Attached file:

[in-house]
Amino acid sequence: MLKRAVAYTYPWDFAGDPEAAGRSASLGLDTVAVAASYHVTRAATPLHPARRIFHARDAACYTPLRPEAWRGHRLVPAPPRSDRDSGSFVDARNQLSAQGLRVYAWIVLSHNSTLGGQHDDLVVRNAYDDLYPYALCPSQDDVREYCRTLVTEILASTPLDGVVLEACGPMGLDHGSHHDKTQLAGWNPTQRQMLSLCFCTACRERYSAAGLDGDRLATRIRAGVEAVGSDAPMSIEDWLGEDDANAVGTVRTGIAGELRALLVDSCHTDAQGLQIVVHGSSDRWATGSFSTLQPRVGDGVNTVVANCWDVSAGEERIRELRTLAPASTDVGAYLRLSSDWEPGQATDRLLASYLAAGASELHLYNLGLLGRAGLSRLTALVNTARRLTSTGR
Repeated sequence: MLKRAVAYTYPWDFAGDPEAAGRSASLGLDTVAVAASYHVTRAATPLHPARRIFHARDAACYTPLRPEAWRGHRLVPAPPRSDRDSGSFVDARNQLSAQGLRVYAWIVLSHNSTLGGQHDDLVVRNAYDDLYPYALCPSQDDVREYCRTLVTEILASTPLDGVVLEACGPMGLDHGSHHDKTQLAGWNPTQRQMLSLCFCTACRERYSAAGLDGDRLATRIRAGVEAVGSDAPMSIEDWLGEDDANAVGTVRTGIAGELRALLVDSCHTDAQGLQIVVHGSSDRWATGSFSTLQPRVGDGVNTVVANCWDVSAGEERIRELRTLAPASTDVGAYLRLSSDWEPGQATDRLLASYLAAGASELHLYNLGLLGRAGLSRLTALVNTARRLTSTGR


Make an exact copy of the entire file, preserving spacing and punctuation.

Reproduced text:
[in-house]
Amino acid sequence: MLKRAVAYTYPWDFAGDPEAAGRSASLGLDTVAVAASYHVTRAATPLHPARRIFHARDAACYTPLRPEAWRGHRLVPAPPRSDRDSGSFVDARNQLSAQGLRVYAWIVLSHNSTLGGQHDDLVVRNAYDDLYPYALCPSQDDVREYCRTLVTEILASTPLDGVVLEACGPMGLDHGSHHDKTQLAGWNPTQRQMLSLCFCTACRERYSAAGLDGDRLATRIRAGVEAVGSDAPMSIEDWLGEDDANAVGTVRTGIAGELRALLVDSCHTDAQGLQIVVHGSSDRWATGSFSTLQPRVGDGVNTVVANCWDVSAGEERIRELRTLAPASTDVGAYLRLSSDWEPGQATDRLLASYLAAGASELHLYNLGLLGRAGLSRLTALVNTARRLTSTGR
Repeated sequence: MLKRAVAYTYPWDFAGDPEAAGRSASLGLDTVAVAASYHVTRAATPLHPARRIFHARDAACYTPLRPEAWRGHRLVPAPPRSDRDSGSFVDARNQLSAQGLRVYAWIVLSHNSTLGGQHDDLVVRNAYDDLYPYALCPSQDDVREYCRTLVTEILASTPLDGVVLEACGPMGLDHGSHHDKTQLAGWNPTQRQMLSLCFCTACRERYSAAGLDGDRLATRIRAGVEAVGSDAPMSIEDWLGEDDANAVGTVRTGIAGELRALLVDSCHTDAQGLQIVVHGSSDRWATGSFSTLQPRVGDGVNTVVANCWDVSAGEERIRELRTLAPASTDVGAYLRLSSDWEPGQATDRLLASYLAAGASELHLYNLGLLGRAGLSRLTALVNTARRLTSTGR